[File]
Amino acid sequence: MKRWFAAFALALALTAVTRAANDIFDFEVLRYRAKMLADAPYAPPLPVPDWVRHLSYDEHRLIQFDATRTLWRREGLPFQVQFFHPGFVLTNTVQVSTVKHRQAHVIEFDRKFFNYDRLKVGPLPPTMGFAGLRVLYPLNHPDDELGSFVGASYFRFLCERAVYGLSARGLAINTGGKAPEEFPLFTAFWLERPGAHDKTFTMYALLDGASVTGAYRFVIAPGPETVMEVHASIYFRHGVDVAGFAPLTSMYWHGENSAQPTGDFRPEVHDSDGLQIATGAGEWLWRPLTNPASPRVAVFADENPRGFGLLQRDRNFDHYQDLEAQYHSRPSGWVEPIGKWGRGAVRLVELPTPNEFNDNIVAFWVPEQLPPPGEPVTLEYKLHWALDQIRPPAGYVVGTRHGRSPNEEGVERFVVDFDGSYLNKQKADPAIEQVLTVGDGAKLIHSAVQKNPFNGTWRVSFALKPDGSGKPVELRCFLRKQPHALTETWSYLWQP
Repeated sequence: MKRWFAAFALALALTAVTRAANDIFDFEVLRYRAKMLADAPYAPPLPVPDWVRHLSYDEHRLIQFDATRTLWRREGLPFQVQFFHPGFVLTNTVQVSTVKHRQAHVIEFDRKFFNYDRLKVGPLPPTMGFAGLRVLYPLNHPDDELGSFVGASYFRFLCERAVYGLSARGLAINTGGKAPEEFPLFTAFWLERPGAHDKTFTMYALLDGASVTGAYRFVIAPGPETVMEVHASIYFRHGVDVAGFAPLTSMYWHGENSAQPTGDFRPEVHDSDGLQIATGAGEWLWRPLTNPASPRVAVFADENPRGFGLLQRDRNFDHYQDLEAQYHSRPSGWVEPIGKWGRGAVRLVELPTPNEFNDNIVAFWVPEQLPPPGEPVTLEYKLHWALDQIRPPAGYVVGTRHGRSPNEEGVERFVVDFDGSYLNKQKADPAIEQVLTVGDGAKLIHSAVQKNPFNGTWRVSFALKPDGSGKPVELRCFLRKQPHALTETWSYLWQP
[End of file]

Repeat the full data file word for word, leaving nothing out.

Amino acid sequence: MKRWFAAFALALALTAVTRAANDIFDFEVLRYRAKMLADAPYAPPLPVPDWVRHLSYDEHRLIQFDATRTLWRREGLPFQVQFFHPGFVLTNTVQVSTVKHRQAHVIEFDRKFFNYDRLKVGPLPPTMGFAGLRVLYPLNHPDDELGSFVGASYFRFLCERAVYGLSARGLAINTGGKAPEEFPLFTAFWLERPGAHDKTFTMYALLDGASVTGAYRFVIAPGPETVMEVHASIYFRHGVDVAGFAPLTSMYWHGENSAQPTGDFRPEVHDSDGLQIATGAGEWLWRPLTNPASPRVAVFADENPRGFGLLQRDRNFDHYQDLEAQYHSRPSGWVEPIGKWGRGAVRLVELPTPNEFNDNIVAFWVPEQLPPPGEPVTLEYKLHWALDQIRPPAGYVVGTRHGRSPNEEGVERFVVDFDGSYLNKQKADPAIEQVLTVGDGAKLIHSAVQKNPFNGTWRVSFALKPDGSGKPVELRCFLRKQPHALTETWSYLWQP
Repeated sequence: MKRWFAAFALALALTAVTRAANDIFDFEVLRYRAKMLADAPYAPPLPVPDWVRHLSYDEHRLIQFDATRTLWRREGLPFQVQFFHPGFVLTNTVQVSTVKHRQAHVIEFDRKFFNYDRLKVGPLPPTMGFAGLRVLYPLNHPDDELGSFVGASYFRFLCERAVYGLSARGLAINTGGKAPEEFPLFTAFWLERPGAHDKTFTMYALLDGASVTGAYRFVIAPGPETVMEVHASIYFRHGVDVAGFAPLTSMYWHGENSAQPTGDFRPEVHDSDGLQIATGAGEWLWRPLTNPASPRVAVFADENPRGFGLLQRDRNFDHYQDLEAQYHSRPSGWVEPIGKWGRGAVRLVELPTPNEFNDNIVAFWVPEQLPPPGEPVTLEYKLHWALDQIRPPAGYVVGTRHGRSPNEEGVERFVVDFDGSYLNKQKADPAIEQVLTVGDGAKLIHSAVQKNPFNGTWRVSFALKPDGSGKPVELRCFLRKQPHALTETWSYLWQP